Government of Mexico recognizes Xóchitl Castañeda

This evening, the Consulate General of Mexico in San Francisco will be presenting the Ohtli Award to Xóchitl Castañeda, director of the Health Initiative of the Americas at Berkeley Public Health. The award, which is the highest honor given by the Mexican government to citizens living outside of Mexico, recognizes Castañeda’s leadership in transboundary initiatives to improve the health and quality of life of Latino immigrants in the United States.

For her outstanding service to the Health, Welfare and Stability of Mexican & Latino people living in the USA. This is the Highest Award the government of Mexico can bestow on a civilian.

A medical anthropologist by training, Castañeda has directed the Health Initiative of the Americas since 2001. This initiative, considered one of the world’s leading programs on health and migration, aims the multidisciplinary network of UC Berkeley and partner institutions at improving the health of migrant populations in the United States.

Under Castañeda’s leadership, the Health Initiative of the Americas has coordinated various mobilization efforts to that end. The biggest of these efforts is Binational Health Week, during which federal, state, and local agencies convene with community-based organizations and volunteers for workshops, medical screenings, and other health promotion and education activities in various locations across the Americas. This past October, the 19th annual Binational Health Week gathered delegates from Colombia, Peru, Guatemala, Honduras and Mexico with officials, health workers, and volunteers in both Tijuana and San Francisco.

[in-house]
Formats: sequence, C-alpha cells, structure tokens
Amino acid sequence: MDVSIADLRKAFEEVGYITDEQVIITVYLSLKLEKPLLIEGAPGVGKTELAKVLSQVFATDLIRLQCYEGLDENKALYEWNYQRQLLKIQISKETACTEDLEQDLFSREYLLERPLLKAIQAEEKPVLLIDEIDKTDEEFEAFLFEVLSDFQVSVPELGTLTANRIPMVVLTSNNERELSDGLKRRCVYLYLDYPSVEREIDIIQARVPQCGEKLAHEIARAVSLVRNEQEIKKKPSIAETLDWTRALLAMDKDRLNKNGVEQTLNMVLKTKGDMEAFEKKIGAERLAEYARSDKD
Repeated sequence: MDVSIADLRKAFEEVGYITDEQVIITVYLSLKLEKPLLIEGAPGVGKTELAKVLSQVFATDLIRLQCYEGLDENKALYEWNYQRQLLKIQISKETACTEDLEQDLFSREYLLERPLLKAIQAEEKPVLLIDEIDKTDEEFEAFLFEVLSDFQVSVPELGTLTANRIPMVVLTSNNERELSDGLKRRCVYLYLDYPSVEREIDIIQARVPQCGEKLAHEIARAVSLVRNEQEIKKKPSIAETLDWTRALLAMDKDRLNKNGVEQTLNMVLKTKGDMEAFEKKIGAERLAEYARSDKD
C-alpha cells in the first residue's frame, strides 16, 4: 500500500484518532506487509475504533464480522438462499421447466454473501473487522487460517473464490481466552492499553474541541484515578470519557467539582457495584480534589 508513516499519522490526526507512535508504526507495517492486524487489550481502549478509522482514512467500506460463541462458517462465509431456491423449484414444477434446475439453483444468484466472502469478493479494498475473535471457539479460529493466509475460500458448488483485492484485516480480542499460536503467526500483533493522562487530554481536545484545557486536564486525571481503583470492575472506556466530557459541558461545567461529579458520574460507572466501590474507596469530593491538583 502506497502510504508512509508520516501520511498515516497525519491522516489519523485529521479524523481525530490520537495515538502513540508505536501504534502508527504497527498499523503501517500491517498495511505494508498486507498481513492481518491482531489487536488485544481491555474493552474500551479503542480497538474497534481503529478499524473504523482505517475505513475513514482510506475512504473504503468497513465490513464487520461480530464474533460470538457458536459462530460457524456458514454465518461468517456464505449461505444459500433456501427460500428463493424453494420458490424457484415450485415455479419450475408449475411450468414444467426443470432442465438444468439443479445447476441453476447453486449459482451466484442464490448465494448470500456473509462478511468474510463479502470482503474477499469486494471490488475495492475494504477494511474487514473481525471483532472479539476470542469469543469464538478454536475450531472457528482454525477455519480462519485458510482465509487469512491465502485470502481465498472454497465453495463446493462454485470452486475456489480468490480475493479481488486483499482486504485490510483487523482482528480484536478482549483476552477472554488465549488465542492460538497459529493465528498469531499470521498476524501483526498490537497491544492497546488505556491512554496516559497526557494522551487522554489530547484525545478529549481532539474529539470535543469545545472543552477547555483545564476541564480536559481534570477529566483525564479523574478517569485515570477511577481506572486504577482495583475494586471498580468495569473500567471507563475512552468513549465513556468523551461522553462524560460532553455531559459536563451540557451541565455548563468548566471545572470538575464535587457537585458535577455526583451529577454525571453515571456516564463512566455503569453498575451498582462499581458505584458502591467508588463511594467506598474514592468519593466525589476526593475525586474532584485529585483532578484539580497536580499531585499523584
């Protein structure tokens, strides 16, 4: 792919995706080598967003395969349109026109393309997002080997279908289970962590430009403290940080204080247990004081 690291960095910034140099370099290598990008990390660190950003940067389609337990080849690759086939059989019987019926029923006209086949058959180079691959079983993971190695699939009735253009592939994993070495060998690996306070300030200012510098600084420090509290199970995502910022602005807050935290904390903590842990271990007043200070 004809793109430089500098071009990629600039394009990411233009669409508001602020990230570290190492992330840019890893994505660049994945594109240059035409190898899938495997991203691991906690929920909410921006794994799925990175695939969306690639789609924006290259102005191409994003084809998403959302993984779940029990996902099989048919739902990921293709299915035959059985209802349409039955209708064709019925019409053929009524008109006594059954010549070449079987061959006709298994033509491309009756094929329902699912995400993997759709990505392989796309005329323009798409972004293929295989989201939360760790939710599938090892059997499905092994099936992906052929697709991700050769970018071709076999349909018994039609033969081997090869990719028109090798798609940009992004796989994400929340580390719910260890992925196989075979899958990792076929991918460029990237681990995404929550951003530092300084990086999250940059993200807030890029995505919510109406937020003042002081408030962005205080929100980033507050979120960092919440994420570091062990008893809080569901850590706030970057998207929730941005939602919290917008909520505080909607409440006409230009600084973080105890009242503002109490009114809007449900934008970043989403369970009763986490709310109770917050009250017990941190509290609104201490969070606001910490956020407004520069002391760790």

The Health Initiative of the Americas also mobilizes research and scientific efforts. For instance, the Migration and Health Research Program connects funds to research teams generating scientific literature in areas involving migrant health. Since 2003 this program has financed 116 binational teams and 46 graduate students in both the United States and Mexico, making it the largest US-Mexico academic network in this field.

Since 1996, the Mexican government has used the Ohtli Award to recognize its citizens who have dedicated their careers to creating cultural and professional paths for Mexico’s next generations. The word “ohtli” comes from the Nahuatl word for “pathway.” Past winners range from politicians to professional athletes, civil rights activists to NASA astronauts.

Through the Ohtli Award, the Mexican government recognizes Castañeda’s leadership and public health efforts on both sides of the US-Mexico border.

Source: Berkeley Public Health